# Method of finding solution of $y'=y+e^x$

(Edited after serious comments from Chongxu Ren, Ulrich, Gerry Myerson etc; thanks to them for bringing my attention to put the question in precise form)

I am trying to find the solution of differential equation $$y'=y+e^x$$ for $$x\in\mathbb{R}$$.

This can be solved by using method of integrating factor; but without referring to it, I went for looking solution step-by-step with complexity, as follows.

Simple Case: If it would have been $$y'=e^x$$, i.e. $$Dy=e^x$$, we could have taken integration of both sides to get $$y=ae^x+b$$.

(The method of integrating factor brings above equation to form $$D(e^{-x}y)=1$$)

General Case: The right side is not only the function of $$x$$, but some terms of the (unknown) function $$y$$ also; an easy example is the equation in title.

We then move to collect terms of $$y$$ on one side, and keep function of $$x$$ other side. We can write main equation as $$(D-\mathbf{1})y=e^x,$$ and we want to invert $$D-\mathbf{1}$$ to get information of unknown $$y$$. [In case $$Dy=f(x)$$, we expect to get $$y=\int f(x)$$, provided, $$f(x)$$ satisfies some conditions on given domain of it.]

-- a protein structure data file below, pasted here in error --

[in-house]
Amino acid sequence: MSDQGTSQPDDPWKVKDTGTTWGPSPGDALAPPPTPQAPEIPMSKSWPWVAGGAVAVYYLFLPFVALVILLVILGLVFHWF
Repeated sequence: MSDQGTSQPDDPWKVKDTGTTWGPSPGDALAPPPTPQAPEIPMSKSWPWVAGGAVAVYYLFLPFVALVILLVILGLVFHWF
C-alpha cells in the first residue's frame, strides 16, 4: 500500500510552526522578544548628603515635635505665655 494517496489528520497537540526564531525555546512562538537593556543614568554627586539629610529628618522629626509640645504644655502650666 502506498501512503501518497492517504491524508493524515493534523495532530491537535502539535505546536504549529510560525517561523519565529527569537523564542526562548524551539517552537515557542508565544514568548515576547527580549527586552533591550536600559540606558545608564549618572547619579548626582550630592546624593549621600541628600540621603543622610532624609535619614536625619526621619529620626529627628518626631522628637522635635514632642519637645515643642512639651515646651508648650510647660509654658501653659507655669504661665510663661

For $$(D-\mathbf{1})y=e^x$$, I went to do like: $$y=\frac{1}{D-\mathbf{1}}e^x= (\mathbf{1}+D+D^2+\cdots )(-e^x)$$. But, this last expression on RHS does not make sense since $$D^n(-e^x)=-e^x$$ for all integers $$n\ge 0$$.

Question: When does such method of inverting $$D-\mathbf{1}$$ or a polynomial expression of $$D$$ actually works to give solution of given differential equation - say $$(D^r + a_1D^{r-1} + \cdots + a_r\mathbf{1})y=f(x)$$?

• Writing the inverse of $D-1$ as expansion series of differential operators is not reasonable to me. Jul 29, 2021 at 10:31
• If $1+D+D^2+\cdots$ is going to work at all, it should work when the thing on the right is a polynomial in $x$, say, $x$ itself. Try it, see if it works! Jul 29, 2021 at 10:32
• If you think $D-1$ as functional operator between smooth function space, you'll find that one can't apply all arithmetic rule to it. Jul 29, 2021 at 10:33
• exactly how do we get from $y'=y$ to $y=ce^x$ just by integrating both sides??? I believe that $\int y'=y$, the problem is the RHS... Jul 29, 2021 at 10:44
• @GerryMyerson: (D-1)y=x so right side is polynomial in x, and so, if we write $y=\frac{-1}{1-D}x=(-1-D-D^2-\cdots )x=-x-1$, so $y=-1-x$ is solution by this method, which is in fact a solution. Aug 1, 2021 at 14:00

Here is way to make the integrating factor method work in this specific case. Multiplying by $$e^{-x}$$, the equation is equivalent to $$y'e^{-x}-ye^{-x}=1 \quad \quad \quad \quad \text{ i.e. to } \quad \quad \quad \quad(ye^{-x})'=1$$
So you get $$ye^{-x}=x+C\quad \quad \quad \quad \text{ i.e. } \quad \quad \quad y=(x+C)e^x$$